I’m well aware that this explanation makes even less sense than this blog has so far, but the reason I’m telling you this is that The Final Step is a purely human contribution of agency. If distance between A and B were a variable, and I programmed a robot with an infinite loop to move according to Zeno’s paradox, it would just get closer and closer and closer until the software crashed, as is typical of programs written with poor programming style. And the reason this would happen is that the robot doesn’t know how to decide for itself when to take The Final Step and reach the destination.

As a human, on the other hand, I can choose to take The Final Step when I’m 1/32 away, or 1/164 away, or 1/656 away, or… The number is arbitrary, and it makes virtually no difference on my finishing time because it takes fractions of seconds to travel those distances, but I have to choose one of them. Only then do I break the glass, and only then do I win the race.

But the funny thing is, it’s not that decision that allows me to beat all of the other runners. The outcome of that was decided long ago, and it was based upon an entirely different variable – how long it takes me to move a certain amount of distance.

It’s a sad thing to think about, to have beat all of the other runners, and yet still be stuck in the limbo of infinity.

Death of the Love Letter

As a teacher-in-training, and a product of the public school system myself, I know that one of the questions that teachers must be most prepared to answer is this: “How is this relevant to me?”

The question takes several forms, including the classic, “When am I going to use this in real life?”, and my personal favorite, “Is this going to be on the test?” These are reasonable questions, and like the true teacher that I am, I have spent significant time crafting my answers. In math, problem solving skills and productive struggle train your brain, just like sit ups train your core. In science, organized inquiry is the key to answering both the greatest and the most minuscule questions of the universe.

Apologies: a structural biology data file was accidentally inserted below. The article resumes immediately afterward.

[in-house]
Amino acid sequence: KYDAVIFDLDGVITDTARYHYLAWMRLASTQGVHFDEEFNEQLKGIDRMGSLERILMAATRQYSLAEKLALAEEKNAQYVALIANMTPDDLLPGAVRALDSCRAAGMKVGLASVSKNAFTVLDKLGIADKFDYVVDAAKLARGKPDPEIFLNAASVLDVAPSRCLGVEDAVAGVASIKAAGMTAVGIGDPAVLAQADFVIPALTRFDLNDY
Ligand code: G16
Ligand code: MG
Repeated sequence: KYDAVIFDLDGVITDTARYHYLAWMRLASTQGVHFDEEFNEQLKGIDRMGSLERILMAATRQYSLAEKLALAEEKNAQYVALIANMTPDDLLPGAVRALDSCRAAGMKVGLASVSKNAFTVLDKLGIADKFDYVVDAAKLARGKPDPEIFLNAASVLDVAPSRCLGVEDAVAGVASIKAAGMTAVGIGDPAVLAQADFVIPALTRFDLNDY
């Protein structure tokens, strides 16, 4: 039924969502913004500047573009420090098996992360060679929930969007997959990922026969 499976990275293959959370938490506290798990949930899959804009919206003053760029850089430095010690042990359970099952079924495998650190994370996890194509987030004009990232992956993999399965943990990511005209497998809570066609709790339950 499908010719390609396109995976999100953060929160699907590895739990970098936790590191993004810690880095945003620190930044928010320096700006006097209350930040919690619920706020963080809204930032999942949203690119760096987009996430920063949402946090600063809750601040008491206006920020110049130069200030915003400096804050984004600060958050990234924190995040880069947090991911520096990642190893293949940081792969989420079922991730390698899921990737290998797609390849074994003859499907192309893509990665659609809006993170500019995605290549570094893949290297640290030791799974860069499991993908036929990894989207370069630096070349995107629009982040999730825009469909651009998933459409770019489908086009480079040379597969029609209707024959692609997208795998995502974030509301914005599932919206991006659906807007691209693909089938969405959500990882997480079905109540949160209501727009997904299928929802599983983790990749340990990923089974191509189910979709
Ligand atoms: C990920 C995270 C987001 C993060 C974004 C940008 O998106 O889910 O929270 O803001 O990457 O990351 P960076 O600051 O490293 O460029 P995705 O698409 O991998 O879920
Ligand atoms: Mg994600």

History, though, has always eluded me.  Either by circumstance or by nature, history as a subject has always been at or near the bottom of my list. And yet thanks to the genius of Lin-Manuel Miranda, the first thing I do when I get home from work these days is pick up an 800+ page biography on treasury secretary Alexander Hamilton.

I realize that this is not a revolutionary (ha ha) thing, being inspired to learn about history because of the Broadway phenomenon that is Hamilton. Countless people have beat me to reflecting on its brilliance as both an educational tool and an unparalleled cultural experience. Having made it through about 20% of the Hamilton biography and listened to the cast album upwards of 50 times, I have learned infinitely more about the first three decades of our nation’s history in the past three weeks than I expected to for the rest of my life when I left my final US History class in the 11th grade.

The most interesting part of my foray into history, however, has not been the lyrics I’ve memorized about the pros and cons of establishing a national bank, nor has it been the amount of the amount of kinship I feel with Hamilton when he refuses to throw away his shot.